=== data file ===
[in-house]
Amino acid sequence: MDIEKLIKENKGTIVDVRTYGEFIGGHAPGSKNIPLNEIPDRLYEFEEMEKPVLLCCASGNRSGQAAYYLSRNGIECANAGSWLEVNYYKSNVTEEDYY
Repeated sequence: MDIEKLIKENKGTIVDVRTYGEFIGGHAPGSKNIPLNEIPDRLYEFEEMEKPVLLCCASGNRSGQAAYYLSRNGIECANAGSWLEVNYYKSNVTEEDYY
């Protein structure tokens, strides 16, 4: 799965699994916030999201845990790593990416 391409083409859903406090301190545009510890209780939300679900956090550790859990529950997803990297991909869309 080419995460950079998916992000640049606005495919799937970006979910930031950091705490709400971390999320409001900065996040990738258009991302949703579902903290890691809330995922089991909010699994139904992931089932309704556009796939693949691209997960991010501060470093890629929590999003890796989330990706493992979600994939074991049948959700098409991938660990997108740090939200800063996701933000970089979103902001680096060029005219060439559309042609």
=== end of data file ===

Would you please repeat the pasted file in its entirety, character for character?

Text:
[in-house]
Amino acid sequence: MDIEKLIKENKGTIVDVRTYGEFIGGHAPGSKNIPLNEIPDRLYEFEEMEKPVLLCCASGNRSGQAAYYLSRNGIECANAGSWLEVNYYKSNVTEEDYY
Repeated sequence: MDIEKLIKENKGTIVDVRTYGEFIGGHAPGSKNIPLNEIPDRLYEFEEMEKPVLLCCASGNRSGQAAYYLSRNGIECANAGSWLEVNYYKSNVTEEDYY
């Protein structure tokens, strides 16, 4: 799965699994916030999201845990790593990416 391409083409859903406090301190545009510890209780939300679900956090550790859990529950997803990297991909869309 080419995460950079998916992000640049606005495919799937970006979910930031950091705490709400971390999320409001900065996040990738258009991302949703579902903290890691809330995922089991909010699994139904992931089932309704556009796939693949691209997960991010501060470093890629929590999003890796989330990706493992979600994939074991049948959700098409991938660990997108740090939200800063996701933000970089979103902001680096060029005219060439559309042609």